Hmmm... We can't find that page. Perhaps the link was spelled incorrectly, or the page you're looking for does not exist.
Try going back, or you can search stonybrook.edu.Search
Researcher of the Month
Psychology Major, Honors College, Class of 2015
Research Mentors: Dr. Matthew Lerner, Psychology
also: Dr. Suparna Rajaram, Psychology, Dr. Kenneth Gadow, Psychiatry
Christine Spaulding, an Honors College student (class of 2015) majoring in Psychology,
has been a member since August 2013 of the Social Competence and Treatment Laboratory of Dr.
Matthew Lernerof Psychology. In April of this year, Christine presented a poster for
the first time at URECA’s campus-wide undergraduate research Celebration. Her poster, titled “Wanting It Too Much: the Unexpected Effect of Social Motivation on Emotion Recognition,” presents quantitative data on facial emotion recognition in children with autism
spectrum disorders. Just three weeks after this event, Christine had the opportunity
to co-present the poster & project with her graduate student mentor, Heather Garman,
at the 2014 International Meeting for Autism Research in Atlanta, Georgia, with support
from a URECA travel grant award.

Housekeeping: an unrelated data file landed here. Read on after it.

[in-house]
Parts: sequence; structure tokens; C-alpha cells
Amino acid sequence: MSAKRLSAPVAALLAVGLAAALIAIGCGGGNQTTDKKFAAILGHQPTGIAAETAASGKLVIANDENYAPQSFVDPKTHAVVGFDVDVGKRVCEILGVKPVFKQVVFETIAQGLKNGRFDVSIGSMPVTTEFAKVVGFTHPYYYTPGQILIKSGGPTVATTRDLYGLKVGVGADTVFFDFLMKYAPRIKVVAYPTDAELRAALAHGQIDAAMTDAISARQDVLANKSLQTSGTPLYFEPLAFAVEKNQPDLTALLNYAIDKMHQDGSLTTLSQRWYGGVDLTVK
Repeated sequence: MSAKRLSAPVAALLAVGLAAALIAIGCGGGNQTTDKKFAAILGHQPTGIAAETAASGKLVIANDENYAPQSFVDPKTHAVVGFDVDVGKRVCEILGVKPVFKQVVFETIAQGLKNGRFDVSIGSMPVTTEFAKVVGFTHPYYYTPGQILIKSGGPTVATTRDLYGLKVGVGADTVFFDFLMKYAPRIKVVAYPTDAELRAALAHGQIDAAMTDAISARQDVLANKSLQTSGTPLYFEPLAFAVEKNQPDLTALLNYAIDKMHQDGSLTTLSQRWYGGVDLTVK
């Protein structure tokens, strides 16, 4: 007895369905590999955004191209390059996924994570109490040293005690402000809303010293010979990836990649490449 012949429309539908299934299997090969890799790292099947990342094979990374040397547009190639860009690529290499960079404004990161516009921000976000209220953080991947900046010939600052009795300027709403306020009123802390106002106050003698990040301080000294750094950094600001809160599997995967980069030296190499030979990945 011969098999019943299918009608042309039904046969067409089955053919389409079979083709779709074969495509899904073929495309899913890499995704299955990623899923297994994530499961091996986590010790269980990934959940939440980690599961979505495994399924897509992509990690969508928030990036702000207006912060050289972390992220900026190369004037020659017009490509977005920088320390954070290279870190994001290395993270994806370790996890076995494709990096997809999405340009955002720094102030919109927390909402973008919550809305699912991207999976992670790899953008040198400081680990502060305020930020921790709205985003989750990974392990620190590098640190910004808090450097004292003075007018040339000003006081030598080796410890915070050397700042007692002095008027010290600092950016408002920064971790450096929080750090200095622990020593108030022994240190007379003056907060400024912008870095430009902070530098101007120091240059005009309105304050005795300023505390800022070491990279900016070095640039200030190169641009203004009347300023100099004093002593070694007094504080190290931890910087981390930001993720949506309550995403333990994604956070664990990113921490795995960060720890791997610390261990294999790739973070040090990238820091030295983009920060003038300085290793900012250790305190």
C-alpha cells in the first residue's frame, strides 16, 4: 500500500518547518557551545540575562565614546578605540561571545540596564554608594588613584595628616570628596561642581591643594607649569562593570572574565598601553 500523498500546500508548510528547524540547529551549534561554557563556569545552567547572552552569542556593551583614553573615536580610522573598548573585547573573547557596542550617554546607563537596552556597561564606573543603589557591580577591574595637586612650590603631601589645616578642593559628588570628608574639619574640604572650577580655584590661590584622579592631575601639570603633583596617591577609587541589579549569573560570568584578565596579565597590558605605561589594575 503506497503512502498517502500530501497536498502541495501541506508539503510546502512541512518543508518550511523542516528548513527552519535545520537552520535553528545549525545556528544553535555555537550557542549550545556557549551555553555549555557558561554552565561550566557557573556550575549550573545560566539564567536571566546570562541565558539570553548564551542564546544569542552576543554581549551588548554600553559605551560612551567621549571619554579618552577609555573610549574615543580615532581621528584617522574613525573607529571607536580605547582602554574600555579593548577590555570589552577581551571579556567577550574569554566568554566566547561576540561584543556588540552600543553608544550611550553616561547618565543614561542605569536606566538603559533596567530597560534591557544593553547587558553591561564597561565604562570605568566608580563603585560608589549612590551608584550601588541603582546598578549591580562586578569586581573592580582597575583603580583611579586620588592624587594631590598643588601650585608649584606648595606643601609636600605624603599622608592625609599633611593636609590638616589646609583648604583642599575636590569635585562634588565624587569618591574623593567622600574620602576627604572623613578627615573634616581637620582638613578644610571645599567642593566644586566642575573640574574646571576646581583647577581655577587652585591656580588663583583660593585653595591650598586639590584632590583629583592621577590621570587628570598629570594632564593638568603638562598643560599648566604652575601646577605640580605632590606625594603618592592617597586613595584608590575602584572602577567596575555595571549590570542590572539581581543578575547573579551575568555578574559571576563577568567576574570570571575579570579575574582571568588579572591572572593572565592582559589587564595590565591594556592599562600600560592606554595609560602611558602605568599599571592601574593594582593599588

Christine is very happy to be a part of the Psychology Department’s select Honors Thesis program, which includes weekly seminars under the direction of Dr. Patricia Whitaker on a wealth of topics, ranging from research methods to applying to graduate school. And Christine has found the collaboration with her peers to be invaluable: “One of the benefits of being with the Psychology Honors program is that you get to collaborate with people in your own major. And working with other researchers in my area is so helpful! … it’s a little brain trust that the university gave to us which is valuable.”
In the next academic year, Christine will be completing an honors thesis, on “Trends in school-based services and symptoms in children with ASDs and other clinical disorders” — a project which will be supervised by Dr. Matthew Lerner (Psychology) and Dr. Kenneth Gadow (Psychiatry), and will analyze data obtained from the Cody Center. Christine initially was introduced to research at SB as a sophomore, working as a research assistant in the laboratory of Dr. Suparna Rajaram (Psychology)where she ran participants through collaborative memory tasks. This coming summer, Christine is participating in the Children’s Hospital of Philadelphia Research Institute Summer Scholars Program – and will ben engaged on a project evaluating peer bullying intervention programs in urban schools, working under the direction of Dr. Stephen Leff.
Christina’s hobbies include knitting, singing and camping. She is a member of the autism awareness club club; and plans to apply to child clinical psychology PhD programs with the hope of continuing research in autism spectrum disorders. Christine attended Chazy Central Rural School in upstate New York, and Dixon High School in Dixon, Illinois before coming to Stony Brook. Below are excerpts of her interview with Karen Kernan, URECA Director.
Karen. What’s your area of research?